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Publication numberUS1428628 A
Publication typeGrant
Publication dateSep 12, 1922
Filing dateNov 24, 1919
Priority dateNov 24, 1919
Publication numberUS 1428628 A, US 1428628A, US-A-1428628, US1428628 A, US1428628A
InventorsGrelck William P M
Original AssigneeGrelck William P M
Export CitationBiBTeX, EndNote, RefMan
External Links: USPTO, USPTO Assignment, Espacenet
Prepared flour
US 1428628 A
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Description  (OCR text may contain errors)

I 45 number of finely divided non-adherent par- 55 the finished product, and which may be made Patented sept. 12, I922.

PREPARED norm.

LEO Drawing.

To all whom it may concern:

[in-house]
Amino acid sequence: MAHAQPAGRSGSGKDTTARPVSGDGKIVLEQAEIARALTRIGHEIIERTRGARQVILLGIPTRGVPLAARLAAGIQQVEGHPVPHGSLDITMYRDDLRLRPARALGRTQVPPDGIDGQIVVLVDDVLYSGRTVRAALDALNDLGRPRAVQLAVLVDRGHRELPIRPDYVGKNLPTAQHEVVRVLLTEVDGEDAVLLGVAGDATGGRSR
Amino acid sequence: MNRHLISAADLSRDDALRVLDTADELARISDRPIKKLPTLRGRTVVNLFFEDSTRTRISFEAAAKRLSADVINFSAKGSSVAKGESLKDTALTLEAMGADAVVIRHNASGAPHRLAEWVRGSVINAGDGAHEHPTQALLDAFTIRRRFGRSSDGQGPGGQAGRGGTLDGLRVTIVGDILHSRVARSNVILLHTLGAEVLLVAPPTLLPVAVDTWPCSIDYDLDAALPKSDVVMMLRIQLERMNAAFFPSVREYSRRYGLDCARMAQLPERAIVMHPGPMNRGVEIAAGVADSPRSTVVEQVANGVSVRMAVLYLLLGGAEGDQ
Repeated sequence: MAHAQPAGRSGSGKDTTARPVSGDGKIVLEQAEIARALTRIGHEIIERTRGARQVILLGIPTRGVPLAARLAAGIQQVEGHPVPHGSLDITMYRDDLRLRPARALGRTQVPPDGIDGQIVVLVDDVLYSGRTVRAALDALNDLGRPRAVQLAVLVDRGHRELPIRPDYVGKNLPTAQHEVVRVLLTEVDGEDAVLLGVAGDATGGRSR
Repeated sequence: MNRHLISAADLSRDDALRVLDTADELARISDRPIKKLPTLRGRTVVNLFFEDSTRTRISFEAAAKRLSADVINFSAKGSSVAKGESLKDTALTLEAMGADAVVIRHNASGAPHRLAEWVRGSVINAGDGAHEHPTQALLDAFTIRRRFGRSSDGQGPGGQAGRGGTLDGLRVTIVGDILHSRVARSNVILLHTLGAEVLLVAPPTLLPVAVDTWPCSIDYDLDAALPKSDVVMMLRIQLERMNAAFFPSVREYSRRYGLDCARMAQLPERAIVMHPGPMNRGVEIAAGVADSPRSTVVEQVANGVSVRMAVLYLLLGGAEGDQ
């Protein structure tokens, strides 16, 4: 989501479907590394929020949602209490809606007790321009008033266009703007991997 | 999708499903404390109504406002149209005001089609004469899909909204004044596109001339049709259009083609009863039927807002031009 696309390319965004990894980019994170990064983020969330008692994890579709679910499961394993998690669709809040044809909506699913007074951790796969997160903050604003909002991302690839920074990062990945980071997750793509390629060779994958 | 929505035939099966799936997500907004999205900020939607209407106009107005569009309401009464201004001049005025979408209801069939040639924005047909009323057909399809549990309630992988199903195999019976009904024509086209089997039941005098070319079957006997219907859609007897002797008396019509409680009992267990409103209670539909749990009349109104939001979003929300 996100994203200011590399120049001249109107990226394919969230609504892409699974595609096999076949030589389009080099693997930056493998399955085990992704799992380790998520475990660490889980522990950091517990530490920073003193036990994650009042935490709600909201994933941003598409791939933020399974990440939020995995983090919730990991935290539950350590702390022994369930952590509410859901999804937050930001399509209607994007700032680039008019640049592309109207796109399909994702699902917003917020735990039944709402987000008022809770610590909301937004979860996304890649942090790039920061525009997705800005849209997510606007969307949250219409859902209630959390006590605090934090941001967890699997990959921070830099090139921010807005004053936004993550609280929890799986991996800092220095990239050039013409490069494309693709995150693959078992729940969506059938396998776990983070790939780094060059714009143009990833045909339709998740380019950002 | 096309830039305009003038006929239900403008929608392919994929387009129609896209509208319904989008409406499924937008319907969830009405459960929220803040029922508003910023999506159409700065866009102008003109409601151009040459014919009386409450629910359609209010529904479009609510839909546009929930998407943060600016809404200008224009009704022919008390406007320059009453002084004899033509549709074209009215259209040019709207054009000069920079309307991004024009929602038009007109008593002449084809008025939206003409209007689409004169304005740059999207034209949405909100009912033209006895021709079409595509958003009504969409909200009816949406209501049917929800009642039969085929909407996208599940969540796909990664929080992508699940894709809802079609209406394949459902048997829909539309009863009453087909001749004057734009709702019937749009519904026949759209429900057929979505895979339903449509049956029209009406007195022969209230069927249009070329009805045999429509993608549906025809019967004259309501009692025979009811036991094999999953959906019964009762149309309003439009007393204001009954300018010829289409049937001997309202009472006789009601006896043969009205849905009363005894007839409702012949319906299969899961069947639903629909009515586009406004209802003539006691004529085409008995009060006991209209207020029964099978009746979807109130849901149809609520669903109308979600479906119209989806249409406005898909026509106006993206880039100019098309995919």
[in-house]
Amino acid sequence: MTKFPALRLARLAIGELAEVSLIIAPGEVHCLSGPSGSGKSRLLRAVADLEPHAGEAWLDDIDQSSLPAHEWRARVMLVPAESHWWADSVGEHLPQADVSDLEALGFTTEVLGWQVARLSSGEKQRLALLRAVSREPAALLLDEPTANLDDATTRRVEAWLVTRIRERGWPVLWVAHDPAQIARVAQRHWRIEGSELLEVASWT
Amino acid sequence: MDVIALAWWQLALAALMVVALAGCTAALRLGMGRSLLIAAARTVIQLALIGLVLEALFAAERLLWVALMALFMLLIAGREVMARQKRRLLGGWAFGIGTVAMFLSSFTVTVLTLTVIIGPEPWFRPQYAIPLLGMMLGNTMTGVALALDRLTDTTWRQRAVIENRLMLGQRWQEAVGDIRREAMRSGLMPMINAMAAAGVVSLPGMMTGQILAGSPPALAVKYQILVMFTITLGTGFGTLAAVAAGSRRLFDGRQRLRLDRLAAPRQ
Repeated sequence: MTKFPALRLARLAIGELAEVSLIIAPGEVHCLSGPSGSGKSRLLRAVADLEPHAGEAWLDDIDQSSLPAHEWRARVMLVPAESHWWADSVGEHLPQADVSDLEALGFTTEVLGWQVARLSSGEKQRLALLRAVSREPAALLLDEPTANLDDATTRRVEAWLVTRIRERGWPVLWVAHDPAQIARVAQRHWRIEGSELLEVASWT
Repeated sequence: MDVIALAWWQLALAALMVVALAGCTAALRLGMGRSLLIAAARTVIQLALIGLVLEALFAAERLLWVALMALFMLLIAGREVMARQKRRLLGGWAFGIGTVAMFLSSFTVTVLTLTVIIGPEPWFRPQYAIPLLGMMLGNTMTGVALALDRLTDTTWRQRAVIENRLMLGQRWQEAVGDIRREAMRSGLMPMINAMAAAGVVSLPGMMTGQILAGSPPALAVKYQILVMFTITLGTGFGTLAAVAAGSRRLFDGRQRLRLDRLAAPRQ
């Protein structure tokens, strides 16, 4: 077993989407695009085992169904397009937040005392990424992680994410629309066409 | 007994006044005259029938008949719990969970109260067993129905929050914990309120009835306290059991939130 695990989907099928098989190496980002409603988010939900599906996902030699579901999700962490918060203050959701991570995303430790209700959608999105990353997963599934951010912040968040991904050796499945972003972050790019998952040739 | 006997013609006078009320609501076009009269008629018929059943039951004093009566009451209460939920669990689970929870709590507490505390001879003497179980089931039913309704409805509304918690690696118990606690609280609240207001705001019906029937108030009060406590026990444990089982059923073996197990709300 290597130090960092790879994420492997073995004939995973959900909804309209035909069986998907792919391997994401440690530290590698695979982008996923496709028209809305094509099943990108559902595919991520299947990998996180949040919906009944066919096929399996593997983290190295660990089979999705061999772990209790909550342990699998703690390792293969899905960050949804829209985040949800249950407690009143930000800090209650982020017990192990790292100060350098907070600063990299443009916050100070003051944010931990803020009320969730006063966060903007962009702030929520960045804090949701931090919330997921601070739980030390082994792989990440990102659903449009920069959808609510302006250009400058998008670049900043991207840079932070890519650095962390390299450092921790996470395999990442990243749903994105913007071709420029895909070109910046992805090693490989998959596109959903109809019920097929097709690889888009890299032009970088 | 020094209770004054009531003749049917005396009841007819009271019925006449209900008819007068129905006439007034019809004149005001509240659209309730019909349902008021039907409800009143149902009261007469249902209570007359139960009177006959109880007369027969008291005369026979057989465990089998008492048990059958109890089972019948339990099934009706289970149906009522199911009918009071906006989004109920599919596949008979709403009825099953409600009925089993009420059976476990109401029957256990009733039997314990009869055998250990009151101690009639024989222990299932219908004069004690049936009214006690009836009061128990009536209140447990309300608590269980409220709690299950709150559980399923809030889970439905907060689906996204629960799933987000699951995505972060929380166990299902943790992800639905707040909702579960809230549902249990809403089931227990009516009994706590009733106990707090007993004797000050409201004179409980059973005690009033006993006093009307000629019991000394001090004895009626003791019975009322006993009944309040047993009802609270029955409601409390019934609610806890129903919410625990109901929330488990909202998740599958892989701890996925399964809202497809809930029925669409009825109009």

Be it known that I, WILLIAM P. M. IGREIIC a citizen of the United States, residing at the city of St. Paul, in the county of Ramsey and State of Minnesota, have in- -vented certain new and useful Improvements in Prepared Flour-s, of which the following is a specification. A My invention relates to what is known asprepared flours, that is, those preparations-in which several ingredients are combined to simplify the use thereof and reduce the number of materials necessary to be added by-the consumer. It is also possible, and it should be one object of the manufacturer to provide a food product of this class whichwill furnish nutritive combinationbeyond the reach or knowledge of the ordinary consumer. For this reason as well as I for the attractive results and the conven ience ofthe user it isv highly desirable that productsof this kind shall be supplied with the solid constituents of milk and also that a certain amount of gluten shall be supplied by the use of a proper flour having this as one of its constituents. A flour thus compounded gives the highest amount of proteids, the same being derived, both from the gluten of the flour and from the casein and albumen of the milk. The cheapest and most desirable form in which milk solids may be provided for the purpose stated is that of .curdledsour milk or buttermilk. The form in which I prefer to use it, is that obtained" as the result of the process set out and described in my patent on a Self preserving acid milk product and process for making the same issued June 19, 1917, Serial No. 1,230, 17 9 and also in the patent issued to me ,on a Milk-food product, and method of making the same issued July 9, 1918, No. 1,272,035. In either of said methods of treating the sour milk or buttermilk practically the same result is obtained as the direct effect thereof, viz., an infinitely great ticles of casein associated with lactic acid, sugar and milk andmilk albumen resulting from evaporating the original butter-milk to about one-fifth of the original bulk with simultaneous agitation. This product provides an ideal means of obtaining the casein and other milk solids in perfectly digestible form and provides lactic acid which is desirable for the flavor which is imparted to Application filed November 24, 1919. Serial No. 340,405.